The latest in a stunning series of international exhibitions of Indigenous Australia art opened on Octover 16, 2013 at the Musée d’Acquitaine in the French city of Bordeaux. It is called Mémoires Vives: une histoire de l’art aborigène. In the catalog, this title is translated as Vivid Memories: a history of Aboriginal art. In my high school French, I would have read it as “living memories,” which just demonstrates how inadequate much translation is, for both senses, vivid and living, inhere in the French original. And both are important to the purpose I perceive in the show’s presentation. This will be another exhibition that I’m unable to see in person, but I’ve gleaned a sense of it from the lovely installation shots that Bertrand Estrangin has provided in his post at Sur les pas d’une collection, the premier French blog on indigenous arts.
It certainly was a thrilling experience to turn back the cover of the catalog (Êditions de la Martinière, 2013) and browse through the first fifty pages; I suspect this would be true even if you don’t read French. (But never fear, the numerous catalog essays are all presented in English translations, or in many cases, the English originals, in the volume’s final pages.) For in these opening pages the editors attempt to produce the sensation of vivid (living, colorful) histories in a juxtaposition of past and present that evokes Stanner’s everywhen to startling effect.
The cover and the initial photographic spread reproduce Baldin Spender’s 1894 photograph of Kata Tjuta, overlaid by a graphic representation of concentric circles that look more like a Pop-Art target than a Papunya icon. More of Spencer and Gillen’s photographs follow: Simpson’s Gap, Uluru, with more concentric circles and truncated triangles reminiscent of Wiradjuri dendroglyphs. Turn another page and you are confronted with the enormous wooden trumpet of Brook Andrew’s installation piece 52 Portraits, a construction that combines the circular and diamond motifs into a single shape and leaps more than 100 years from Spencer’s Outback to modern Melbourne.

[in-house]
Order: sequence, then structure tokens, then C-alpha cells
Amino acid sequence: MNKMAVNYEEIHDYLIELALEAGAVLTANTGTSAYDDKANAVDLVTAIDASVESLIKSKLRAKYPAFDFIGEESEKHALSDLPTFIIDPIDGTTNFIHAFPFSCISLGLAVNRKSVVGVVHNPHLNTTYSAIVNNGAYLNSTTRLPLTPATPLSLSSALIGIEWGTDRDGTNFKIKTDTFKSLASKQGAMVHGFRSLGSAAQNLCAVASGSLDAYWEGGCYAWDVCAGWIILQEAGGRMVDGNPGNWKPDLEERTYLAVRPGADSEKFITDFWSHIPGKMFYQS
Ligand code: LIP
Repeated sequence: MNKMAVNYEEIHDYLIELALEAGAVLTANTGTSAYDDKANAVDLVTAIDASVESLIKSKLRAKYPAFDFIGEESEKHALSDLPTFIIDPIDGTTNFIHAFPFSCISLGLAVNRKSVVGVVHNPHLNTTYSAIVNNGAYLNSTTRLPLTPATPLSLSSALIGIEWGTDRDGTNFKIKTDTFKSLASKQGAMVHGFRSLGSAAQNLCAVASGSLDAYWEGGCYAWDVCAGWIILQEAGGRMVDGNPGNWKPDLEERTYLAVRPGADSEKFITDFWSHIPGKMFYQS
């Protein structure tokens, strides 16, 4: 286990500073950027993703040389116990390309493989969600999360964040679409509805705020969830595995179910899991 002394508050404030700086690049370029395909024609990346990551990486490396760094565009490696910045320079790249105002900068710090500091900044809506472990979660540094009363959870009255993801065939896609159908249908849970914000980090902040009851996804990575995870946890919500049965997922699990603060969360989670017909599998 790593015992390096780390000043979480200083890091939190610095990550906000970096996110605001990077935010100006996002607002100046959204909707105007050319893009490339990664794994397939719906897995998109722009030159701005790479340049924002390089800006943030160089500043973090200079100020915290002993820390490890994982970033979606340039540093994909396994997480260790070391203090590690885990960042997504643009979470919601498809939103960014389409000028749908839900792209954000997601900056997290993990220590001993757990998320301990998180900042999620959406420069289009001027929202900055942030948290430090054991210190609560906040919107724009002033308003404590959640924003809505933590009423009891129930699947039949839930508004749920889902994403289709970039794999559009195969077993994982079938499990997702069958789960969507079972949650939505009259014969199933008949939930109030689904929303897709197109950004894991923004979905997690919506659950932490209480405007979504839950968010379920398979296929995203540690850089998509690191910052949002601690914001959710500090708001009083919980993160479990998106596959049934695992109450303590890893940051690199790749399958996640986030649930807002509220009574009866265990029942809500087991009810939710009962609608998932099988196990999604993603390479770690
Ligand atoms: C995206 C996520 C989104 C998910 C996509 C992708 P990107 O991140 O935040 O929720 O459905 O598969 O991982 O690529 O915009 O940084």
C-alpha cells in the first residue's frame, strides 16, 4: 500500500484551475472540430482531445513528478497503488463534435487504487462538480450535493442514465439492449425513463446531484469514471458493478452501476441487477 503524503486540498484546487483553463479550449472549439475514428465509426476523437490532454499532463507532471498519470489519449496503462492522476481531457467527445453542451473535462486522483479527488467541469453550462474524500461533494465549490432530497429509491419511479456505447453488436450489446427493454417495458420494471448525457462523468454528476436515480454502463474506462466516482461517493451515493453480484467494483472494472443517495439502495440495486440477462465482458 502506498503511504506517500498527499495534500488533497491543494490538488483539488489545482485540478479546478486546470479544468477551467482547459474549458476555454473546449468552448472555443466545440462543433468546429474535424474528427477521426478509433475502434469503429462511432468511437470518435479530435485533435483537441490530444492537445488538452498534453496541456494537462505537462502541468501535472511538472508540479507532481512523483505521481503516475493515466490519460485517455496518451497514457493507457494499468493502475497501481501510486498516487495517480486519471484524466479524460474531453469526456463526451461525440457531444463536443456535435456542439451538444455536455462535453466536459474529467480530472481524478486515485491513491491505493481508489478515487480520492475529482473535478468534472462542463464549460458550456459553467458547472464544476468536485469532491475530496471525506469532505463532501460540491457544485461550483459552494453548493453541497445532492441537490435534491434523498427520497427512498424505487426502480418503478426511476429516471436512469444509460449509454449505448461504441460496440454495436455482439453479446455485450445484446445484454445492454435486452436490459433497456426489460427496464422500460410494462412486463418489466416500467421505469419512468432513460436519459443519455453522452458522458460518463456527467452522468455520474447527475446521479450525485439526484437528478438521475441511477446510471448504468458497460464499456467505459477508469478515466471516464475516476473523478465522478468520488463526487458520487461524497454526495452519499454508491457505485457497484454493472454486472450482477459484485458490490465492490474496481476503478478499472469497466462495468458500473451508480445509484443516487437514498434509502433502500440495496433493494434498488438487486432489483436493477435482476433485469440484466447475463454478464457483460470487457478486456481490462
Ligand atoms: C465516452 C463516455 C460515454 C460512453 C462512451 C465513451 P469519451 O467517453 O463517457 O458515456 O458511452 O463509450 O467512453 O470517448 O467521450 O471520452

A few pages on there is another installation shot, of Richard Long’s glowing mud circle splayed above the Walrpiri men’s sand painting that dominated a room in the 1989 Paris exposition Magiciens de la terre. Coiley Campbell’s Tjintjurra (2004), equally glowing with red and yellow meanders and circles is set beside a spear thrower engraved with rough, vibrant Tingarri designs collected from the central desert in 1957 by Donald Thomson. A few pages further on Baldwin Spencer’s photographic portrait of the Arrernte man Twairira, his chest covered with ritual cicatrices stares out at us in company with a print from Tony Albert’s recent series Brothers (Our Past, Our Present, Our Future) in which a young Aboriginal man, his chest painted with a red target of concentric circles, his gaze confronting us mutely but expressively. What astonishes is not the conceit itself, but audacity of its success and the complexity of emotions it evokes: survival yoked to defiance, the ancien to the moderne, history bleeding into the present, the gaze of the other and the gaze of the brother.
These are the themes that are evoked in the essays that open the volume. Arnaud Morvan, who has been a consultant to the Musée des Confluences in Lyon, surveys the idea first in his introductory “Mémoires vives: de l’ancien et du moderne, which is followed by Paul Taçon’s exploration of the traditions stemming from “Art pariétal: traditions anciennes, expressions contemporaines” or the influence of “enduring rock art.” Philip Batty is up next with “Reflections on Émile Durkeim, Religion and Aboriginal Art,” another essay brilliantly illustrated with a two-page reproduction of Spencer and Gillen’s documentary photograph of seven men prepared for a Rain Dreaming ceremony, their bodies covered with intricate designs in ochre down, some bearing enormous painted headdresses adorned with circles and chevrons. This portrait is followed by Shorty Lungkarta’s Children’s Water Dreaming (1972), which hints at the same ceremonial regalia. Both of these images are modernized simultaneously in Brook Andrews’ 2011 construction, Union Jack, in which a 19th century postcard is illuminated by a surround of illuminated neon tubing. The postcard depicts another staged tableau: eight Aboriginal men crouch for the camera, their bodies covered with vivid ceremonial designs, their heads crowned with elaborate feather headdresses. The central figure has a Union Jack blazoned on his chest amidst the traditional designs. Behind them stands a white man in suit and tie, hands in his pockets, looking for all the world like the original of one of the many rock art portraits of the early settlers who knew the trick of making their hands disappear at will.